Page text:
The Baltimore Sun’s Jay Hancock continues, improperly, to be given a license by the Baltimore Sun to blog about tort claims while having a limited understanding of Maryland tort claims. I think, and maybe it is just me, this is a bad idea.
Minimum Insurance Limits
He notes in his blog some great news: traffic deaths for Maryland in 2009 were 550, which is 550 too many but down from 614 in 2007 and 707 in 1990, even though Maryland has many more drivers on the road today than it did in 1990. Hancock goes on to assume that we “can be reasonably sure that traffic deaths are a good proxy for accidents, injuries and lawsuits generally,” concluding that Maryland accident lawyers “want a raise” by increasing minimal auto insurance policies drivers must maintain in Maryland.
First of all, I don’t know why we can be reasonably sure that deaths are a good proxy for accidents. Gee, you are a newspaper reporter, can you look up accident statistics in Maryland to find out the trend in the number of personal injury claims? This is particularly true when the answer to a difference between the two — safer cars — is pretty obvious.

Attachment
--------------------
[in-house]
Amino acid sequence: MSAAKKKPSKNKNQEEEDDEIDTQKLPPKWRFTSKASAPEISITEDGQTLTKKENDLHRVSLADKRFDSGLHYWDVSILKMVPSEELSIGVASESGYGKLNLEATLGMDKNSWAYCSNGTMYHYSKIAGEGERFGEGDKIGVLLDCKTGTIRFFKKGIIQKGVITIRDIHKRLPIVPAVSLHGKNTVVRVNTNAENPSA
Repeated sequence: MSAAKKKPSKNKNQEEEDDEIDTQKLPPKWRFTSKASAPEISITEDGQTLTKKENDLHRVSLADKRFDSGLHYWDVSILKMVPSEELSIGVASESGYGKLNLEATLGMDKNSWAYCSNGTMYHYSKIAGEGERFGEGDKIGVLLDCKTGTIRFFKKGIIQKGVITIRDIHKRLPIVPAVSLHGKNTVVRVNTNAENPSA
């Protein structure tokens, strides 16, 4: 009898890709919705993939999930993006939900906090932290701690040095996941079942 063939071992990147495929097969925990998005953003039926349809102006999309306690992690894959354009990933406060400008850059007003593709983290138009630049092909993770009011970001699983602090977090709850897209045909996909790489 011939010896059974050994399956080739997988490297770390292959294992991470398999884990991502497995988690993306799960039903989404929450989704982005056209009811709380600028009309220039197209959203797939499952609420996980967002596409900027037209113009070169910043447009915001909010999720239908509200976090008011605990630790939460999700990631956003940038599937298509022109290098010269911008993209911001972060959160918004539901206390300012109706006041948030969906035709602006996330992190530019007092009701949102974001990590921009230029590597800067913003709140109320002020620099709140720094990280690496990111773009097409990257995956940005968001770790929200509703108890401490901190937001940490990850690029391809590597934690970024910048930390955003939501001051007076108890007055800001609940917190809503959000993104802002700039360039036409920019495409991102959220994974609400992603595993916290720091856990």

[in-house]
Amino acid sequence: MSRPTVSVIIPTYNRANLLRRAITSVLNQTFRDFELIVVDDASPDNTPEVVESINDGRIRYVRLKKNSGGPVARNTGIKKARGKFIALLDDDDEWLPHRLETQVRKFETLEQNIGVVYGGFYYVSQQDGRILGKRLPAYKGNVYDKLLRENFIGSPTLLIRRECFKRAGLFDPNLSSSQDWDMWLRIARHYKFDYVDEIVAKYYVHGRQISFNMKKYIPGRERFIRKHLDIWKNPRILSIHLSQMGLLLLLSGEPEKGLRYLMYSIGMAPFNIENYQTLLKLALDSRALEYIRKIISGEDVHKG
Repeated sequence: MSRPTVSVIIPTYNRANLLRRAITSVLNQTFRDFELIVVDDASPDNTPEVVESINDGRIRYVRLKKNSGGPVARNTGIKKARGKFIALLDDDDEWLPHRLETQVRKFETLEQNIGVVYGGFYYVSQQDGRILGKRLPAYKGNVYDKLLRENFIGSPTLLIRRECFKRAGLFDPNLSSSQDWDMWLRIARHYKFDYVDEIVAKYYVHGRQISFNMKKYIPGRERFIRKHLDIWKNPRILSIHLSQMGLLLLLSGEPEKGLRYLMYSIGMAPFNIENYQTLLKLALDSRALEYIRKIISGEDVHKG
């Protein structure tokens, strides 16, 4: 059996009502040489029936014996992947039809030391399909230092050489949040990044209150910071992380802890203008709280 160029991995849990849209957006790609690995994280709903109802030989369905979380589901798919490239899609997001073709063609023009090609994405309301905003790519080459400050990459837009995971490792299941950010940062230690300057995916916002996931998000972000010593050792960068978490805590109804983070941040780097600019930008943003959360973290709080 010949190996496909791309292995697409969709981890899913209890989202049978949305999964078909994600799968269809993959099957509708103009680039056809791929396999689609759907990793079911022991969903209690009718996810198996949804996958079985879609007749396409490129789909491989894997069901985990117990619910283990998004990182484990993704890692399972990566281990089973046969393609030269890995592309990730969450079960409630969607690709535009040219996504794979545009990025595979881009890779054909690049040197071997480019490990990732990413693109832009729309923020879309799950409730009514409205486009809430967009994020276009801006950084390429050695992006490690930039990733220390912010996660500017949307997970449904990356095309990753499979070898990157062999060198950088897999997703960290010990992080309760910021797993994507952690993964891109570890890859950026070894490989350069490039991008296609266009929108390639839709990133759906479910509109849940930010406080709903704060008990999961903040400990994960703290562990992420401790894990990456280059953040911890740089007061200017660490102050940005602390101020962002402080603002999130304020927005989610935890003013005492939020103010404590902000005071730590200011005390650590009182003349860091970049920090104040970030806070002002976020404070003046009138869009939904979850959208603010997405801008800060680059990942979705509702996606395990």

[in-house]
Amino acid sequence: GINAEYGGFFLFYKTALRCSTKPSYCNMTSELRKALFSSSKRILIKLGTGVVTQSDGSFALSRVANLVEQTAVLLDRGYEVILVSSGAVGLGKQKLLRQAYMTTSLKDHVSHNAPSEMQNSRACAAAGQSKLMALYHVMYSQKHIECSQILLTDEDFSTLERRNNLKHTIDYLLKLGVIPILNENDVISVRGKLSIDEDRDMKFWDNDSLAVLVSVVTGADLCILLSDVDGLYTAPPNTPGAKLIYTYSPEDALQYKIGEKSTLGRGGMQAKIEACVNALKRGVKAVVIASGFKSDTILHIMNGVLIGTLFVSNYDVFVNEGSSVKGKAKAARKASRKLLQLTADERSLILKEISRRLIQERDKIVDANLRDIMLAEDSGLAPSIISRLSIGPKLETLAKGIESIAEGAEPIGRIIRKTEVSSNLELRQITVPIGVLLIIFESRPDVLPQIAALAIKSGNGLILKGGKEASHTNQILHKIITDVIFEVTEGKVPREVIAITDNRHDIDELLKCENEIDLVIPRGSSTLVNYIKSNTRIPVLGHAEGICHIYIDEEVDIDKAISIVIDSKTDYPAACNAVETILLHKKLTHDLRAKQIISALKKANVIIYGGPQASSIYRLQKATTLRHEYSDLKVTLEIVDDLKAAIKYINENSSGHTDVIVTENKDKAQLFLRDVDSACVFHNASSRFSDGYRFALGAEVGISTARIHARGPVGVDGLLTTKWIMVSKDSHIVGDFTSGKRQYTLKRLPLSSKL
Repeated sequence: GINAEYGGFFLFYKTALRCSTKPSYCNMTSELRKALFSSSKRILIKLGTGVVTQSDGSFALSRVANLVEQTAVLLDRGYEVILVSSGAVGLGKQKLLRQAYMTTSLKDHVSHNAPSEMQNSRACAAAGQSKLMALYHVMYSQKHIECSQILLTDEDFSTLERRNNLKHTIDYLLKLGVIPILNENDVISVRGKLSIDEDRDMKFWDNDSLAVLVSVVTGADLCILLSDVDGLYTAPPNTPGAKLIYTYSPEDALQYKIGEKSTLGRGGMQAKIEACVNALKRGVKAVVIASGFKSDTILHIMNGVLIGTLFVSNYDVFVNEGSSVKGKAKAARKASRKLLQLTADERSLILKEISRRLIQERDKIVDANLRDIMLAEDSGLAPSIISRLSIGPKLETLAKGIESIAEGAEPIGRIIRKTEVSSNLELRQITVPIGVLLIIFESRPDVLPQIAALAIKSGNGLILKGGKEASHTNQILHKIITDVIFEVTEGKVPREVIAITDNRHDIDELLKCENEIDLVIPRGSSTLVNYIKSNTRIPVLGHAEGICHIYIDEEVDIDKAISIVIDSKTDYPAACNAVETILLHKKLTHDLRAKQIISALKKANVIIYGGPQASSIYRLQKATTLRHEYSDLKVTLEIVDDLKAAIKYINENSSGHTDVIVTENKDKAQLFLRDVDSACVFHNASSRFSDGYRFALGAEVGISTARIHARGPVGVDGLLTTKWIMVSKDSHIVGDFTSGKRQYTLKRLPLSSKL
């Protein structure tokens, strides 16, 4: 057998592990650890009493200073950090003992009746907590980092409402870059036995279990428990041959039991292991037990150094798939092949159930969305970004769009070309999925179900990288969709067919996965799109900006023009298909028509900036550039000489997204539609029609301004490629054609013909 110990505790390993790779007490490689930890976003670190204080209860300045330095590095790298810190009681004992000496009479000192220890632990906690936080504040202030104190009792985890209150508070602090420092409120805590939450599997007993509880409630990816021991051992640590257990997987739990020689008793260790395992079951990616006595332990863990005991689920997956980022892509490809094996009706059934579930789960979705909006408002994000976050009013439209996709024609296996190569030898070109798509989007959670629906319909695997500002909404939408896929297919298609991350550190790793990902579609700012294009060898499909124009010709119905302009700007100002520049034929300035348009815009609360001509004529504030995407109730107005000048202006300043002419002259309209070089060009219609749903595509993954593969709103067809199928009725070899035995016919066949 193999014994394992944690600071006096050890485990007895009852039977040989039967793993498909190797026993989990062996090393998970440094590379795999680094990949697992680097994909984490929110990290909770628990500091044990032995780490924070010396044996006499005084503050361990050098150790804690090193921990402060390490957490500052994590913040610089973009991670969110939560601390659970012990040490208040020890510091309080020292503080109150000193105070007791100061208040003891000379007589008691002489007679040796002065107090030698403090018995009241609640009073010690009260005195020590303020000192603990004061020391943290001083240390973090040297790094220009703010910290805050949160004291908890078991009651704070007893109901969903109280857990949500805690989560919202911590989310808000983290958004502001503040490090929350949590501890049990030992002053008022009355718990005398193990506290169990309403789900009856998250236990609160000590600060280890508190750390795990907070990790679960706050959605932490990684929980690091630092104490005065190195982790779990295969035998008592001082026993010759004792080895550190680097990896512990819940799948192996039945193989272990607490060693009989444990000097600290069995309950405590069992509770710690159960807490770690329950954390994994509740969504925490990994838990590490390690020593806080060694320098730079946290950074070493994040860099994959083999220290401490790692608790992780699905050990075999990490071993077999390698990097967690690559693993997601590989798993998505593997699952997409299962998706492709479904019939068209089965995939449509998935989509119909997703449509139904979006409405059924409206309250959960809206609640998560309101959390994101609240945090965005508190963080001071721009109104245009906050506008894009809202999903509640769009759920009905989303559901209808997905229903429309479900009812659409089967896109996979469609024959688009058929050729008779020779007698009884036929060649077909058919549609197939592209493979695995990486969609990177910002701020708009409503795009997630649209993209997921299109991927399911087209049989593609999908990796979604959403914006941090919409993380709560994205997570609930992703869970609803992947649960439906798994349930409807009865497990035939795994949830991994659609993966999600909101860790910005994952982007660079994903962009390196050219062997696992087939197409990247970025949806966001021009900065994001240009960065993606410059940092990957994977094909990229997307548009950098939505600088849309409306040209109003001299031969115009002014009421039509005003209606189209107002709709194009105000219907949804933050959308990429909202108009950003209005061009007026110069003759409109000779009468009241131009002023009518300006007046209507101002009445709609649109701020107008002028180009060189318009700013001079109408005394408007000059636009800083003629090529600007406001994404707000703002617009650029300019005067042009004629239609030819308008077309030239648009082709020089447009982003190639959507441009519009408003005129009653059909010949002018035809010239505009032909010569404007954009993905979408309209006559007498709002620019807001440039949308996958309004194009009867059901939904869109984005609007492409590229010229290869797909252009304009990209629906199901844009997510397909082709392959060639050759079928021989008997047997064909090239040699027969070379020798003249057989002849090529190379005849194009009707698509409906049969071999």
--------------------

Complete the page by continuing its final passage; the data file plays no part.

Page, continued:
Raising Minimum Limits Is Not a Boost to Injury Lawyers
Moreover, the belief that Maryland accident lawyers will see an appreciable difference in income by raising the insurance limits from $20,000 to $30,000 isn’t valid because, as one of the comments to the post points out, there are not that many cases that are (1) valued between $20,000 and $30,000 and (2) where there is no uninsured motorist coverage. Sure, our law firm and every other personal injury law firm is going to have cases like this but, relatively speaking, it is a drop in the bucket. Trust me, Maryland trial lawyers looking to push legislation that puts more money in their pockets, don’t rank this bill among their top 10. But it does help some victims that are likely going to get an unfair result anyway.
Hancock also claims – as he has before – that lawyers typically take 30% of the recovery. Actually, that is not what is typical. Hancock goes on to say that auto accident cases often settle for the policy limits. I would love to know what Mr. Hancock thinks the average auto accident case settles for in Maryland. I think he would be surprised.
I read Jay Hancock pretty regularly. He’s a smart guy and a good writer. And his blog post is actually not an assault on Maryland attorneys: he is stating a rather obvious economic argument. But if you read his articles about health care negligence lawsuits or car accident claims, you just get the impression that he really has no idea what he is talking about. This is the Baltimore Sun, not the Mayberry Times. Can’t The Sun find someone to write on these legal issues that have something north of surface knowledge?